|By Jeremy Geelan||
|July 7, 2006 12:45 PM EDT||
We tend to forget that 'There's nothing new, except that there's nothing new.' Most especially we tend to forget that human beings have been processing new experiences in terms of old ones for millennia. Permit me to give you an example...
Many commentators, analysts, executives, and software developers so far this year - as I write we are past midsummer's day, so the period I am thinking of is now just over half a year long - have been processing the arrival of what has been dubbed "Web 2.0" with sage prudence born of having seen Web 2.0's bubble-like characteristics once before, with Web 1.0...and having gotten burned. That the VC community is showing no such prudence, to these people, is evidence enough of recidivism. Old ways die hard, especially old ways that at one point enriched an entire galaxy of talented individuals, go-for-it angels, risk-savvy institutions, and even massive hedge funds beyond their wildest dreams.
Clearly, then, it has to be Deja Vu All Over Again? And indeed, this time round, the bubble looked like it was swelling up so fast that people immediately have begun standing in line to burst it pre-emptively and save it from ending in tears a second time. Already by January 16, for example, the highly articulate and thoughtful Web designer-cum-thought leader Jeffrey Zeldman had already written and article bemoaning the motivation behind the coiners of "Web 2.0" as disingenuous at best and downright scurrilous at worst. His solution? Boycott the term entirely and leapfrog straight over the O'Reilly lobby's neologism...into "Web 3.0."
But here's the thing. What I shall term the "Web 2.0 Terminology Debate" is - just as Zeldman suggests - a huge diversion. (Whether it is a delberate misdirection I doubt; so I would beg to differ with him on that particular point.) But it is not a diversion from the metriciousness of the new Web: on the contrary, it is a diversion from its awesome and disruptive power, and from its quite bewildering, almost terminal velocity.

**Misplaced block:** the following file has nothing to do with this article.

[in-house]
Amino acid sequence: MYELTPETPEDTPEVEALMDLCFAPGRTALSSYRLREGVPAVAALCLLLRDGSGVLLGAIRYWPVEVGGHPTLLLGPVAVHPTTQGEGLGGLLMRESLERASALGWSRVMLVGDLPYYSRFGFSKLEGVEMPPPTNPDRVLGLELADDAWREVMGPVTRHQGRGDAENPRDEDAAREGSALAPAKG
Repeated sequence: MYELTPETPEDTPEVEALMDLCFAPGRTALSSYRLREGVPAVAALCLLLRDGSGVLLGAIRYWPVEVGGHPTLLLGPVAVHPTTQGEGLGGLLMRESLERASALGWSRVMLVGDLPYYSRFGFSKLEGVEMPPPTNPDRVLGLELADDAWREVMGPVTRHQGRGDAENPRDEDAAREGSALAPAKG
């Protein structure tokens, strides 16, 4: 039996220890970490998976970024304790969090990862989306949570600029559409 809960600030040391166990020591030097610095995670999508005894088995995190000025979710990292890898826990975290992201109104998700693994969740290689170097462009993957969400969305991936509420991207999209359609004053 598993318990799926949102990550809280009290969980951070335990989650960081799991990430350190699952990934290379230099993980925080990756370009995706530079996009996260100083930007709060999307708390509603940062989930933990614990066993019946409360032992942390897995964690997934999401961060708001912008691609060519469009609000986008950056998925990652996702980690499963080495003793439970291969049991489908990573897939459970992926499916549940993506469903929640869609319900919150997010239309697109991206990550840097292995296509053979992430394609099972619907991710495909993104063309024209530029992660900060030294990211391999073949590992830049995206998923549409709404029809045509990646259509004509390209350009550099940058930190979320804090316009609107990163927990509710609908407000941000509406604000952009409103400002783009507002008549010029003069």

Forgive the emphasis. I dont mean to insult your intelligence, and mean nothing by it save a desire to let there be not one susurrus of a soubt as to what I am saying here. I am contending nothing less than that today, if you open your mind to it anyway, is the beginning of the rest of your life. Not just your Web life, but your life per se. For what Tim O'Reilly and the conference die-hards that cluster around him are in danger of blinding everyone to is that the primary characteristic of Web 2.0 is not that it is undergirded by RSS or OPML or AJAX but that it is a precursor of "Life 2.0" - and that is a much. much bigger deal.
You may wish to apply a discount factor to what you read in this blog, knowing that Internet technologies are where i have parked my head, my heart, and my entire livelihood and therefore I may be counted upon to favor a techno-oriented view of life. Or you may wish to apply a discount factor because, never mind i-Technology commentators like Jeremy Geelan and never mind i-Technologists like Dave Winer, Tim Bray, Adam Bosworth et al, all would-be discoverers are prone to over-praise what is new. (It is said that the first men to visit America believed that they had accidentally found Paradise, a second Garden of Eden. In the narrative of his third voyage, for example, Christopher Columbus wrote: 'For I believe that the earthly Paradise lies here,' and fifty years later the French essayist Michel de Montaigne was even more effusive: "In my opinion what we actually see in these nations "surpasses all the pictures which the poets have drawn of the Golden Age...")